Graduating law students have completed their rigorous training, taken and passed the bar exam, and begun their first “real” job as a new associate attorney. Now is the time to begin developing key behaviors and ways of thinking which will prove essential to their success as a lawyer. Keys areas are in business development and marketing. Starting on day one, new lawyers can sow rich seeds for their professional futures.
Practicing law in a highly competitive, quickly changing, and 24/7 global economy, lawyers no longer have the luxury of simply being a smart and skilled legal practitioner. Lawyers who genuinely desire to succeed recognize this reality and are prepared to take bold steps early in their careers to learn how to become self sustaining in their practices and develop their own clients.
Below are 12 initiatives new lawyers may take to jumpstart building a client roster:
1. Cultivate a helpful spirit, or service attitude. That is, genuinely having the desire to help others whether or not it will benefit you directly. When interacting with others, turn on your radar for ways to help in some small, meaningful way; this mindset will help you learn what it means to be of (client) service. Developing this positive behavior will go a long way in nurturing long-lasting relationships. It takes a conscious effort on your part to create this new discipline.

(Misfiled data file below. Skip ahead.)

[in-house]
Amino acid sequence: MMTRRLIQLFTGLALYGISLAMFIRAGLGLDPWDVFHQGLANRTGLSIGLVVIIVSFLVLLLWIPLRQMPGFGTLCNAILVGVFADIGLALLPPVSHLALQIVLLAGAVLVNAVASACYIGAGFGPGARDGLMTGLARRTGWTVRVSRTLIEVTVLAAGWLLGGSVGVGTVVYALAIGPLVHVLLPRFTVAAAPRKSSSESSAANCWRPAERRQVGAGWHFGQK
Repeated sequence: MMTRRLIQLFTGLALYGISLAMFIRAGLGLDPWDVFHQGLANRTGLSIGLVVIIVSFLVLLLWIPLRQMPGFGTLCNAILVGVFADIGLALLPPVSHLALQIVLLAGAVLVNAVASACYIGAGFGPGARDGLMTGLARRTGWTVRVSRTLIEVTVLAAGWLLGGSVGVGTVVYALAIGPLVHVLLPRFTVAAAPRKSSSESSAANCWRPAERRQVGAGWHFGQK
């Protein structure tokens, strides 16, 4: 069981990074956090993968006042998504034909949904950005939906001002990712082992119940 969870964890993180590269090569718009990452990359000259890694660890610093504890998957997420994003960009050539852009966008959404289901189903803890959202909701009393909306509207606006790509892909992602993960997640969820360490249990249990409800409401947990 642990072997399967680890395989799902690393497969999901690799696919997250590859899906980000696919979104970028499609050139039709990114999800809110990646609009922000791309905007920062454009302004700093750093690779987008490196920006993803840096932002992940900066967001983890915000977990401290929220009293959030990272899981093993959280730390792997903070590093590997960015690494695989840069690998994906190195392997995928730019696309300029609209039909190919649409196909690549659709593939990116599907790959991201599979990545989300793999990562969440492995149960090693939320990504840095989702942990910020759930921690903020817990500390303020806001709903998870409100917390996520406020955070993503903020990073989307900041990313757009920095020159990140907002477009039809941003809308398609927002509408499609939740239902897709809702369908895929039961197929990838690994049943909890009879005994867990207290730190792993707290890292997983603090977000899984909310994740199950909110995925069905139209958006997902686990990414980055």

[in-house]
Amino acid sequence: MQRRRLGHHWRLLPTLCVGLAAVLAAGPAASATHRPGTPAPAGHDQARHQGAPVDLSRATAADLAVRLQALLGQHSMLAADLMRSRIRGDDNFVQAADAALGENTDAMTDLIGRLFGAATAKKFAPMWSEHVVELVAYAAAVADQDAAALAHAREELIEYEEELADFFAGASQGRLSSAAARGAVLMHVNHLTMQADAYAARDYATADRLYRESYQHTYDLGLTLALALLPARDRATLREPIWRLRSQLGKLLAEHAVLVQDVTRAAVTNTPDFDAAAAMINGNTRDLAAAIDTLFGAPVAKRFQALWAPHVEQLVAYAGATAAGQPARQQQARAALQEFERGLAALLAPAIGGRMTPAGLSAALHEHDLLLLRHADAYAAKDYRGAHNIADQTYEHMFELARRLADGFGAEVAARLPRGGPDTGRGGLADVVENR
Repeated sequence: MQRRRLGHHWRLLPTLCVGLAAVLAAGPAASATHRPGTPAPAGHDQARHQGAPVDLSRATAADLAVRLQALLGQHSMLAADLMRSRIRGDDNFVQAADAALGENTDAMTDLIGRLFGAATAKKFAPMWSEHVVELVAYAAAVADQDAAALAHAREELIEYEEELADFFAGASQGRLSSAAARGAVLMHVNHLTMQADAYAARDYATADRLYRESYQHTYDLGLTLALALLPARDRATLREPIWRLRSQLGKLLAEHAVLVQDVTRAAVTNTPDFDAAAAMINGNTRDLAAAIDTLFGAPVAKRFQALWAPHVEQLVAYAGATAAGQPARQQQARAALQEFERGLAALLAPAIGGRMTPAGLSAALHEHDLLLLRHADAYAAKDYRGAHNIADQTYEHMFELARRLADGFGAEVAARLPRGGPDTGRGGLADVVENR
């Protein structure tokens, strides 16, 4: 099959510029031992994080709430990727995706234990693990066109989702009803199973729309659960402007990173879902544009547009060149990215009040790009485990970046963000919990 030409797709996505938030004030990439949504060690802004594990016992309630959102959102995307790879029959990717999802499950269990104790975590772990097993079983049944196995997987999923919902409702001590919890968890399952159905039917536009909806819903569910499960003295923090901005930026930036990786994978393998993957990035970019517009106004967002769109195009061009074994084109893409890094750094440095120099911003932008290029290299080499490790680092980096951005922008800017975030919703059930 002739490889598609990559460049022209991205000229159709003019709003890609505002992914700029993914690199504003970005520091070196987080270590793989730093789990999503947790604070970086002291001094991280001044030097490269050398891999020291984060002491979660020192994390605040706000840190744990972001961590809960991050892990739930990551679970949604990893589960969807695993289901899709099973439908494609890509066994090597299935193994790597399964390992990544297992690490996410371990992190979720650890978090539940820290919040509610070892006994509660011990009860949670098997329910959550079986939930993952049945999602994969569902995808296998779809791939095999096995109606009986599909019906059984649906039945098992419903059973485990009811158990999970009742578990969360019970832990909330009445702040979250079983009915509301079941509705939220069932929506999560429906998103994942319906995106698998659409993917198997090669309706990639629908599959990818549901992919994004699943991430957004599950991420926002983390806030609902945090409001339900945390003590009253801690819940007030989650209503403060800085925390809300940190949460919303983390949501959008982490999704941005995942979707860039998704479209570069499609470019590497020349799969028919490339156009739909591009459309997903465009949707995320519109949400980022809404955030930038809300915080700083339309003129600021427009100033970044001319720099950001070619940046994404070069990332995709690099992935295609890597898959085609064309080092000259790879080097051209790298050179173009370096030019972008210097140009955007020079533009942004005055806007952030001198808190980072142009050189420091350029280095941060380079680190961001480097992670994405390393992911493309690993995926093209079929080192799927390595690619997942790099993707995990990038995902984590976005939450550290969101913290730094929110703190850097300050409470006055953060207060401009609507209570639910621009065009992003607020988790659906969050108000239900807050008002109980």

2. Develop a “marketing mindset” in all aspects of your life, everyday. Adjoining a service attitude, developing a marketing mindset involves proactively looking for ways to increase your visibility among “target audiences”, build your credibility and reputation, and incorporate various marketing activities into your routine. Instead of thinking you must take off your lawyer hat to put on your marketing hat, combine them into one. Invite a former law school classmate who just started at a firm across town to a ballgame, an art exhibit, or some other activity you enjoy. While you root for your team, learn about your friend’s firm and the areas of law she handles.
The more you train yourself to think strategically about everyday activities as prospective business development opportunities, the more you will create those opportunities. It often starts with the “giving to get” service attitude.
3. Get and stay connected. Starting with law school classmates, find software to help you organize and build a contact list. It is critical to your success to foster these contacts. Presumably, your schoolmates are now employed in private practice, in government positions, in corporate in-house counsel positions, or even non-profit positions.
Maintaining an ongoing relationship provides the opportunity to not only nurture longstanding relationships but also for prospective business development opportunities when your friend’s firm/company is unable to handle a matter, for whatever reason.
Include former clerkship colleagues (including the judges), internship, friends and family, law professors, client contacts with whom you regularly work, and anyone else with whom you should maintain contact.
4. Craft a “30-second commercial or elevator pitch” of who you are and precisely what you do. Consider the “commercial” as a way to quickly and succinctly communicate your personal brand.
Avoid stating “I’m a xx lawyer”. That is your job title, not who you are in totality. Start with “My name is x and I help x”. If you practice delivering your commercial frequently, you’ll be surprised at how natural it will become.